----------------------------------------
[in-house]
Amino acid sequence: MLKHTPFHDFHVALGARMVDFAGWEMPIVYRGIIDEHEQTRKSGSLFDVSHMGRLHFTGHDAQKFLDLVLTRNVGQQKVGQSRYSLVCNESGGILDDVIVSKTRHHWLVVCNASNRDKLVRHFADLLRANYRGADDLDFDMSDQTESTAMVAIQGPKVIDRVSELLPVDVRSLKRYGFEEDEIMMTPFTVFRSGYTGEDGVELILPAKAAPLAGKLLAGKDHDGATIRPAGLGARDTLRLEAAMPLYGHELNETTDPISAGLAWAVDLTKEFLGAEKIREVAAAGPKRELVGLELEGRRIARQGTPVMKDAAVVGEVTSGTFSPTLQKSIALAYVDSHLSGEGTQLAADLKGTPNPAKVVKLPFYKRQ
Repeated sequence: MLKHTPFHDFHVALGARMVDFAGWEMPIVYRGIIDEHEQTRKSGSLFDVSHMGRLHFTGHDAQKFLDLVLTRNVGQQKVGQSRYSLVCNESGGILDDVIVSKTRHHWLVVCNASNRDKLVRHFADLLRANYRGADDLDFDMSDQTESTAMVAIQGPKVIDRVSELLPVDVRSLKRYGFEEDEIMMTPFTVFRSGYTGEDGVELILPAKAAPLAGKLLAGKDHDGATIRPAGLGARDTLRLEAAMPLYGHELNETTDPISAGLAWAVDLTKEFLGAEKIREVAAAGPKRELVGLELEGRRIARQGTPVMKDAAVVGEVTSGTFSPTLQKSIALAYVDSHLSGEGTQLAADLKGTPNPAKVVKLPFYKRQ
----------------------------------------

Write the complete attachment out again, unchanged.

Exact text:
[in-house]
Amino acid sequence: MLKHTPFHDFHVALGARMVDFAGWEMPIVYRGIIDEHEQTRKSGSLFDVSHMGRLHFTGHDAQKFLDLVLTRNVGQQKVGQSRYSLVCNESGGILDDVIVSKTRHHWLVVCNASNRDKLVRHFADLLRANYRGADDLDFDMSDQTESTAMVAIQGPKVIDRVSELLPVDVRSLKRYGFEEDEIMMTPFTVFRSGYTGEDGVELILPAKAAPLAGKLLAGKDHDGATIRPAGLGARDTLRLEAAMPLYGHELNETTDPISAGLAWAVDLTKEFLGAEKIREVAAAGPKRELVGLELEGRRIARQGTPVMKDAAVVGEVTSGTFSPTLQKSIALAYVDSHLSGEGTQLAADLKGTPNPAKVVKLPFYKRQ
Repeated sequence: MLKHTPFHDFHVALGARMVDFAGWEMPIVYRGIIDEHEQTRKSGSLFDVSHMGRLHFTGHDAQKFLDLVLTRNVGQQKVGQSRYSLVCNESGGILDDVIVSKTRHHWLVVCNASNRDKLVRHFADLLRANYRGADDLDFDMSDQTESTAMVAIQGPKVIDRVSELLPVDVRSLKRYGFEEDEIMMTPFTVFRSGYTGEDGVELILPAKAAPLAGKLLAGKDHDGATIRPAGLGARDTLRLEAAMPLYGHELNETTDPISAGLAWAVDLTKEFLGAEKIREVAAAGPKRELVGLELEGRRIARQGTPVMKDAAVVGEVTSGTFSPTLQKSIALAYVDSHLSGEGTQLAADLKGTPNPAKVVKLPFYKRQ